mucociliary transport

mucociliary clearance

the movement of the mucous covering of the respiratory epithelium by the beating of cilia: rapid, forward (effective) stroke and slow, return (recovery) stroke. In the nose, mucus is moved toward the pharynx. In the tracheobronchial tree, mucus is moved toward and through the larynx and swallowed.
Farlex Partner Medical Dictionary © Farlex 2012

mu·co·cil·i·ar·y trans·port

(myū'kō-sil'ē-ar-ē trans'pōrt)
Movement of mucus and mucoid fluid through the bronchial tree by the action of cilia.
Medical Dictionary for the Health Professions and Nursing © Farlex 2012
References in periodicals archive ?
Fennel - improves efficiency of mucociliary transport and thus alleviate cough caused by cold or lamig
Three factors, however, appear vital for the normal physiologic functioning of the sinuses: patency of the osteo meatal complex, normal mucociliary transport and normal quantity and quality of secretions.
Does reflux have an effect on nasal mucociliary transport? Acta Otolaryngol 2010;130:1053-7.
Because everything is happening submucosally, nothing should be changed with regard to the mucociliary transport system at the epithelial surface; one consequently maintains mucociliary function while achieving tissue volume reduction of the submucosa [4].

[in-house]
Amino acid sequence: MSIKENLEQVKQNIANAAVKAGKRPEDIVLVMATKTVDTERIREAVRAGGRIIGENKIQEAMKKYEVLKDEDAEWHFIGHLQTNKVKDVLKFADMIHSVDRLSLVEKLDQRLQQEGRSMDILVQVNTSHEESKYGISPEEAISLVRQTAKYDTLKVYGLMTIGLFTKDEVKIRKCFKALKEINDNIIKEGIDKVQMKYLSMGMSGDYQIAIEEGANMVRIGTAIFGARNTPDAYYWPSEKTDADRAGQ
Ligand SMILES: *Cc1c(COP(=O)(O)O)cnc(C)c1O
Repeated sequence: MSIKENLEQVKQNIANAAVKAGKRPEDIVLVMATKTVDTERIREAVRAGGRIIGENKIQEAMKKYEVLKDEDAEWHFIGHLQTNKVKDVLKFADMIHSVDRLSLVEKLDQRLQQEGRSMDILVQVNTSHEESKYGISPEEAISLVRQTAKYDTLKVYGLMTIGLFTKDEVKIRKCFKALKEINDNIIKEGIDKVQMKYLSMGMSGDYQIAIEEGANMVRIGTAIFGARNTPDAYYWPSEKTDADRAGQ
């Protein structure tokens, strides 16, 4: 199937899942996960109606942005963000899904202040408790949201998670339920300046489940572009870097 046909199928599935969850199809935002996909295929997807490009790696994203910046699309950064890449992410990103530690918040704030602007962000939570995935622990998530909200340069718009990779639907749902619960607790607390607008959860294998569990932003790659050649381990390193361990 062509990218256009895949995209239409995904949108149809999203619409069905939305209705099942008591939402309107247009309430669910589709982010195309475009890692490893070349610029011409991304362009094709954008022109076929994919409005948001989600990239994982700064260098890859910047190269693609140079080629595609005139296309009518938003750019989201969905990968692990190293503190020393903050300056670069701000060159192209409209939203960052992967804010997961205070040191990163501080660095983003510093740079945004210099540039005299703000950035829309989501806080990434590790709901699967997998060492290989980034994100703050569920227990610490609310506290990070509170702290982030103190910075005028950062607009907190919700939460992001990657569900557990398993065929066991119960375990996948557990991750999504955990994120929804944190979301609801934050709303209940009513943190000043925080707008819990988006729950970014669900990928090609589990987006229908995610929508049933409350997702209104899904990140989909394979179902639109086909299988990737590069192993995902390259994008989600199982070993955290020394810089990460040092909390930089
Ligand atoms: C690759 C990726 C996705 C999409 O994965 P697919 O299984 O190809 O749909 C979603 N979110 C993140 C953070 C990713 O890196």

The airway surface liquid layer (ASL) comprises a mucus layer which functions to trap particulate matter, bacteria, and viruses, and the underlying periciliary liquid layer (PCL), which provides hydration, enabling effective mucociliary transport and clearance [10].
(16) found functional reduction in mucociliary transport time by using Tc 99m on the affected side of unilateral COM patients.
Finally, they are essential to the nasal defence system (Mucociliary transport, humoral and cellular defence).
Conclusion: For patients with recurrent odontogenic maxillary sinusitis the maxillary sinus mucosa mainly suffered from regeneration of epithelial tissues and inhibition of cell proliferation which were accompanied by damages to the protective and shielding effects of the mucociliary transport system.
fornicata (445 [+ or -] 30 [micro]m/sec) was similar to mucociliary transport velocities measured on the gill of many bivalve species (Ward 1996, Robbins et al.
de Luca, "Spa therapy influence on nasal mucociliary transport in patients with rhinosinusitis," Medicina Clinica e Termale, vol.